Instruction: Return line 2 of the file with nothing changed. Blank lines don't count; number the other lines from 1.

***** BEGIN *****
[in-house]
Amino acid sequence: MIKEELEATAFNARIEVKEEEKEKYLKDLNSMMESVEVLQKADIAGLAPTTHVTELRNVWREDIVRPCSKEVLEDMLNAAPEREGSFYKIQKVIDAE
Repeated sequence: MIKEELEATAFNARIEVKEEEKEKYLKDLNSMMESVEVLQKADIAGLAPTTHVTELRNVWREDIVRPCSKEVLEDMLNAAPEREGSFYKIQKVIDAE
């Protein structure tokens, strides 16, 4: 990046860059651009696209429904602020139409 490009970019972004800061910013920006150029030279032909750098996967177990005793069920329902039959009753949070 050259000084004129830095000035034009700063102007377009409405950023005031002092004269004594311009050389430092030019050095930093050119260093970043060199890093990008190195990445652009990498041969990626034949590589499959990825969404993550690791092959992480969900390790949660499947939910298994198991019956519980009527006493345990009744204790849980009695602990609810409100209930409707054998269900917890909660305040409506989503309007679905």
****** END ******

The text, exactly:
Amino acid sequence: MIKEELEATAFNARIEVKEEEKEKYLKDLNSMMESVEVLQKADIAGLAPTTHVTELRNVWREDIVRPCSKEVLEDMLNAAPEREGSFYKIQKVIDAE